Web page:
sorry, i don't understand the question.

correct, "absolute" can't have custom EQ/hash at all. "clean" can't read/write external memory in their EQ/hash, "fair" can read but not write to external memory (clean/fair can be blended together with no much harm), "dirty" can do everything. interesting feature of clean/fair is that a custom "hashValue" (no matter how possibly written!) will always return the same result for a given value. this "mathematically bulletproof" aspect is what makes it so fascinating.

Maybe I can clarify with an example:

func embeddedFunction() {
  // Does something
}

func callingFunction() {
  embeddedFunction()
}

Given the above functions, we have a recourse in the future if embeddedFunction needs to be converted to throwing but the calling one cannot.

func embeddedFunction() throws {
  // Does something
}

func callingFunction() {
  do {
    try embeddedFunction()
  } catch {
    // Do catch let's me bail out if I need to call a throwing thing from
    // a context that won't throw and I can log or otherwise handle the error
  }
}

There's an escape hatch here for interfacing with a throwing thing that lets the developer control the flow of errors throughout the app and recover, log, or otherwise not handle. Given a function that would be marked as absolute, there would be seemingly no way to call a dirtier function. In fact, that's kind of the whole point, right?

dirty func embeddedFunction() {
  // Does something
}

absolute func callingFunction() {
  embeddedFunction() // not callable here and no way to do so
}

If the embedded function needs to change absolute to less pure there's no other option but for that to propagate all the way up the call hierarchy. Is this the trade-off you were referencing between strictness and flexibility?

indeed, absolutePureFunction() will not be able calling a function which is dirtier than absolute. (like kernel space code can't call user space code. or realtime safe code can't call non realtime safe code. like low level code generally shall not call high level code (i still remember that odd looking "reinsert ejected disk or press cmd+. to abort" alert window when the app attempted to read a file on the ejected disk)).

you can add that as a tradeoff that "dirty is unsafe but can call anything". basically i meant that the cleaner you go the more mathematically bulletproof your app is, but at the same time the fewer things you can do. as an example you can have a non customisable always right bitwise a < b on the absolute level but to make it customisable you'll need to go to clean/fair level, and to base it, say, on system locale comparison rules (that can dynamically change) you'll need to go to the dirty level. and the dirtier you go the less mathematically bulletproof the app is (irt value type axioms, app correctness, halting, crashes).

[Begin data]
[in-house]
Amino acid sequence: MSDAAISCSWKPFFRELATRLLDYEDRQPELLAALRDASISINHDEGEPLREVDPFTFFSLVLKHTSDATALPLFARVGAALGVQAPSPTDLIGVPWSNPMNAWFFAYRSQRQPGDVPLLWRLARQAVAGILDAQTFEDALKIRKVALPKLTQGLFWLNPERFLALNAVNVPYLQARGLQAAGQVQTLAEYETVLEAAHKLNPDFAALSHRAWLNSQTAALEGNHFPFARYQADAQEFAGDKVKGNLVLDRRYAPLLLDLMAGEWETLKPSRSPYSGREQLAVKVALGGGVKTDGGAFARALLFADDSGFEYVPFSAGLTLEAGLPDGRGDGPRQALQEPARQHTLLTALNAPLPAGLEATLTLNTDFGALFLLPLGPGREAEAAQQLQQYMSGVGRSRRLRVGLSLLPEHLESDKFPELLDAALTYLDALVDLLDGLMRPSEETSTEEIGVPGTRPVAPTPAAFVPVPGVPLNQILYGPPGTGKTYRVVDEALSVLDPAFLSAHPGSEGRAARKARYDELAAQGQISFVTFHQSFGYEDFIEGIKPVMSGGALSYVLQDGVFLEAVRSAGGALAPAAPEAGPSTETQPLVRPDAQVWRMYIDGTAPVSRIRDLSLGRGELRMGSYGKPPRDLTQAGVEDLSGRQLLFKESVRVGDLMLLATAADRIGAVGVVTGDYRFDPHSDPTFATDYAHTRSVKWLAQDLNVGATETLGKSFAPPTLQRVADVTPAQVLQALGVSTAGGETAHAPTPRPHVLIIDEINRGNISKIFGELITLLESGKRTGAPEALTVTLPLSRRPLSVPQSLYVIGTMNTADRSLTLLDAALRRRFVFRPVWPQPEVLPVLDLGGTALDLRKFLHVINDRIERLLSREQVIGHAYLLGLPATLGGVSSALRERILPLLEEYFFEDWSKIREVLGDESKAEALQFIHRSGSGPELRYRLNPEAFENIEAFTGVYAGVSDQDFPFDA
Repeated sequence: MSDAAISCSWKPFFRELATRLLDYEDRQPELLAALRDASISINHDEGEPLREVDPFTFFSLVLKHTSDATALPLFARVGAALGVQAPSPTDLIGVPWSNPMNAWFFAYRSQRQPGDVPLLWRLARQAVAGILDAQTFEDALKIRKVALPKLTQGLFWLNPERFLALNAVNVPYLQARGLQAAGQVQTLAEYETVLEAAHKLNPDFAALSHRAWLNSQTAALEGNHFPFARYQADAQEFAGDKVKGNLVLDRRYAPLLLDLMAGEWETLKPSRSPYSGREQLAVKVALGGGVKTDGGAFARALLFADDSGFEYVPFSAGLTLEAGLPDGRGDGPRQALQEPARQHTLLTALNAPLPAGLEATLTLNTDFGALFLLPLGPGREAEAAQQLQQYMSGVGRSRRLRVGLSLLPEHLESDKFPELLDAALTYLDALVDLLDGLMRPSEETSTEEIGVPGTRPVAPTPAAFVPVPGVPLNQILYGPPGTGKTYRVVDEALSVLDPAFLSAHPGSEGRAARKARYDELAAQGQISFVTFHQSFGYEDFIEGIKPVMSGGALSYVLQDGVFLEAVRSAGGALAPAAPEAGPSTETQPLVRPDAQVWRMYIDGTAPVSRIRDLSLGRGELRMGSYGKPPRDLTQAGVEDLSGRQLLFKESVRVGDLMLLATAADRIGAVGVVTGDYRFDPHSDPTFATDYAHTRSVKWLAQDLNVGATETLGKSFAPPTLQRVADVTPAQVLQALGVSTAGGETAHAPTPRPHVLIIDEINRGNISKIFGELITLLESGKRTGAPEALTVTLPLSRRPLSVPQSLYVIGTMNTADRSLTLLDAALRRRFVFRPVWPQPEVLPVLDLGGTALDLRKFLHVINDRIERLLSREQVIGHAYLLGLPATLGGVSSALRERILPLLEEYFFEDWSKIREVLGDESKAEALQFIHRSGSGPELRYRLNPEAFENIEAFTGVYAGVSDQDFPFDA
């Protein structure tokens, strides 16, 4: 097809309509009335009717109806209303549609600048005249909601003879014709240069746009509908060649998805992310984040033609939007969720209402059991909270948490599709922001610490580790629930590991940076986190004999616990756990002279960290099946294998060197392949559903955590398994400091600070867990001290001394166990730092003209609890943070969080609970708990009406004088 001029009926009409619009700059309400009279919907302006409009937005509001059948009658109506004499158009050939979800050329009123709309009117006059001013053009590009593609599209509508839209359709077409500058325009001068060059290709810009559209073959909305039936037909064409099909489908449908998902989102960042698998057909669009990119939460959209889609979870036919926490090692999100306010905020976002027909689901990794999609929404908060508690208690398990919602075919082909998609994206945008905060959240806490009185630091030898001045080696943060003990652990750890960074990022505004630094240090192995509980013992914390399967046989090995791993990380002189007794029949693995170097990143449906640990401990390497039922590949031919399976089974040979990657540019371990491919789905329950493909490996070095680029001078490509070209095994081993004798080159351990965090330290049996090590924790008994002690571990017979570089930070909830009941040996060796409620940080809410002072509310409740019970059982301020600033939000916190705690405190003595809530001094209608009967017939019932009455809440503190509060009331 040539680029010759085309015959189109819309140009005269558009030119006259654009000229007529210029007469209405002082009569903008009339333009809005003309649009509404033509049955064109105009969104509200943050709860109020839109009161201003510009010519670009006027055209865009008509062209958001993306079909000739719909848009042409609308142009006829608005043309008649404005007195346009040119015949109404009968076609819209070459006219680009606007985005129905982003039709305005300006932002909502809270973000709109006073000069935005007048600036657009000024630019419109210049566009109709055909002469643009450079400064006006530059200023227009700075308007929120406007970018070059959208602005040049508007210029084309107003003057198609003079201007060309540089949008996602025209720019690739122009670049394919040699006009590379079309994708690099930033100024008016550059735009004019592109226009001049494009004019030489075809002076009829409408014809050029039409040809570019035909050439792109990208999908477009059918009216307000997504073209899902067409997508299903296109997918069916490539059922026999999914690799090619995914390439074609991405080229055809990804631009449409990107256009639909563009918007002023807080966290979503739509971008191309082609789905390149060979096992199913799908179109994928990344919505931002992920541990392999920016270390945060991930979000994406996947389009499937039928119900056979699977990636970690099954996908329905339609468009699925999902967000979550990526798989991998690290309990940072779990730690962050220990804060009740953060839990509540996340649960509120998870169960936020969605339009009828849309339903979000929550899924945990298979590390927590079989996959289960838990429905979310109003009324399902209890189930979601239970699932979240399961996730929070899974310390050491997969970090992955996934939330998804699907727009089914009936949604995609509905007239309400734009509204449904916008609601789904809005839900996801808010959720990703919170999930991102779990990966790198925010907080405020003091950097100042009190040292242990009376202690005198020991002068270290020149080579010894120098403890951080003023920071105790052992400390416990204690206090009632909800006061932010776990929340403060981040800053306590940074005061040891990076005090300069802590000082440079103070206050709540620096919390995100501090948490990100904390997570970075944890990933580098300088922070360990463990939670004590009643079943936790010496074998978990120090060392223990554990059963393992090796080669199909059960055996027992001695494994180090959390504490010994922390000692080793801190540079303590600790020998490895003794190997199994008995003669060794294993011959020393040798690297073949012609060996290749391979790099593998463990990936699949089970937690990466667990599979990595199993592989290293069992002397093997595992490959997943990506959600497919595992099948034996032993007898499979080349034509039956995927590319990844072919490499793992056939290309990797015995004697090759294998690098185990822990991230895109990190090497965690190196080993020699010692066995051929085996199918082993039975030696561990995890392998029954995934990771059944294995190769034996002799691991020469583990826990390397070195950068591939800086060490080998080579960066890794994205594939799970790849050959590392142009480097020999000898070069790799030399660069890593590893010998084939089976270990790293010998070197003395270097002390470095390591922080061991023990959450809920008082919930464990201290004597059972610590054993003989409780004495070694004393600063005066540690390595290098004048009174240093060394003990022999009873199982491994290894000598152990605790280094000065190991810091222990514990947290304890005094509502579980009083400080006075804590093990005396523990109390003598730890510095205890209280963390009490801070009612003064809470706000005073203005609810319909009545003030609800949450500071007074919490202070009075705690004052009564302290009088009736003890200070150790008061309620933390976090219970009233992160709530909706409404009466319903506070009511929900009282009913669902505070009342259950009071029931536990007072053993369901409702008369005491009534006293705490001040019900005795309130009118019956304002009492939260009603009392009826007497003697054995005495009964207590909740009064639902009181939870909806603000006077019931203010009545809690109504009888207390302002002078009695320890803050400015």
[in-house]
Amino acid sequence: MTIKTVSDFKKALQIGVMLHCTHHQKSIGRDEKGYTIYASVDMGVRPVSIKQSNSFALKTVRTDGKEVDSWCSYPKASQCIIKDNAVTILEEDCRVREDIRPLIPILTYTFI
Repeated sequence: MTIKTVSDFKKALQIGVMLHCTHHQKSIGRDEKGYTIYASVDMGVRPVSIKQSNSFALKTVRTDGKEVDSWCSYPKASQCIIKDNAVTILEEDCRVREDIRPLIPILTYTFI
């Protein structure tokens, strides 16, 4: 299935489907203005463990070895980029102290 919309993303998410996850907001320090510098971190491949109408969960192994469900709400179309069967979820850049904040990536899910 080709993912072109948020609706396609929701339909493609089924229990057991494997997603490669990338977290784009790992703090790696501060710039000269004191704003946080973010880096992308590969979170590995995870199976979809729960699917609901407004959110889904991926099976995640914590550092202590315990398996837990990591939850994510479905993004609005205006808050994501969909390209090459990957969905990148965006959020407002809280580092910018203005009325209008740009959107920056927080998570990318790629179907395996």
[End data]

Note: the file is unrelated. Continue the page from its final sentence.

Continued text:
I think my vague uneasiness comes from a few things overall here as someone who usually works with Swift at a higher abstraction level:

  1. Are there any cases where it would be either valuable or appropriate to override the compiler here? This discussion makes me think of when I've done some physics work in the past for school and you have to assume that the object is a sphere with zero friction to get it to work out for the calculations. Is it possible in the real world to make these kinds of guarantees about absolute code, or will it be very rare in practice?

  2. It seems likely that purity levels have the potential to cause a lot of code churn as they display similar propagation patterns to others that we've seen in some of the other effectful systems in Swift (try/throw, async/await). You've said that there could be some sensible defaults, but I'm not sure what that would mean or how that could help mitigate some of the issues here.

  3. How would this play with progressive disclosure? So far all of the examples that you've added here seem to be at lower level of abstraction or more niche code. With other features that are powerful and niche, they tend to have a smaller footprint and "scarier" names whereas this seems to be at a similar level of visibility and prominence as something like access control levels or throws and the like. I suspect that someone writing a Vapor app or working on one of the Apple platforms may not necessarily want to have to consider the same guarantees or matrix of choice presented here. How do you envision something like this working with progressive disclosure?